Josh Bailey, Meet Michael Grabner
You are 18-years-old. You have just completed the best hockey season of your entire life – racing up draft boards from a low-mid round pick into a projected mid first round pick. It is an incredibly exciting night, as you sit there with your family waiting and hoping to hear your name called.
You watch as commissioner Gary Bettman announces the Islanders trading down 2 picks. Then trading down 2 more picks. The Islanders staff takes the stage ready to announce their ninth overall pick, and you are still not thinking too much of it.
Then you hear it.
“The New York Islanders select Josh Bailey.”
Your heart leaps as you try to wrap your head around being drafted by an NHL team. You hug your family and rejoice in one of your greatest personal successes to date.
Then you hear it.
Booing. From the fans of the team that just drafted you. Your heart drops as you walk towards the stage, feeling awkwardly excited and disappointed at the same time. What had you done to these fans? Did they even know you?
You work harder than you have ever before, reinvigorated and wanting to prove to the fans that you were worth the top ten draft pick spent on you. With each rep in the weight room, each mile on the treadmill, and each drill on the ice, you bring your ‘A’ game. You impress the coaching staff of a rebuilding team in rookie camp, and again in training camp. Then the real work begins as you learn you will be breaking camp with the team. A rookie season fighting through some injuries, adjustments, and learning, becomes an overall individual success.
The offseason happens, and a new shiny 18-year-old phenom by the name of John Tavares is drafted. Expectations for everyone rise. A difficult season follows, and frustration starts to set in. Another draft, another shiny new piece of the rebuild is selected named Nino Neiderreiter, and another offseason of furious work and training follow.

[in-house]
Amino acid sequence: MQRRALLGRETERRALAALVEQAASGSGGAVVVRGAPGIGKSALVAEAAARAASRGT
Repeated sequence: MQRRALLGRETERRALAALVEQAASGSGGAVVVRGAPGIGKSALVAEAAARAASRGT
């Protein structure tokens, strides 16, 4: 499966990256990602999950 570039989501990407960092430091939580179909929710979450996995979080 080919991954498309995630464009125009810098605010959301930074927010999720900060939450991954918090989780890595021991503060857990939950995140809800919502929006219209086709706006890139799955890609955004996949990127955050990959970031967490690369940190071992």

The season starts, and you are off to the races – guns blazing out of the gate, with several points in just the first few games. People see the offensive and playmaking potential you possess. You finally relax. Which is a lesson every hockey player needs to learn in their young career – the pedal can never come off the metal.
A dry spell turns into a slump, a slump turns into more struggling, until finally the struggling turns into an AHL assignment. You are shocked. But you vow to recommit yourself to focusing as hard as you did in the beginning of the season in every single game. And you start to dominate the AHL to force the Islanders to recall you, which they do.
The season ends, though the domination from the AHL did not carry over to the big leagues. And as usual, another offseason of intense workouts and commitment to getting better followed. When October 2011 rolled around, you were going to be ready.
And you have been in tremendous shape, but somewhat snakebit it seems, in terms of turning the hard work from the offseason into having an impact on the scoreboard. The season is 14 games old, and you have just 1 goal and 1 assist.
What should you do? Panic? Quit? Resign yourself to being a bottom six forward?
The answer: ABSOLUTELY NOT.
Walk across the locker room. Josh Bailey, meet Michael Grabner.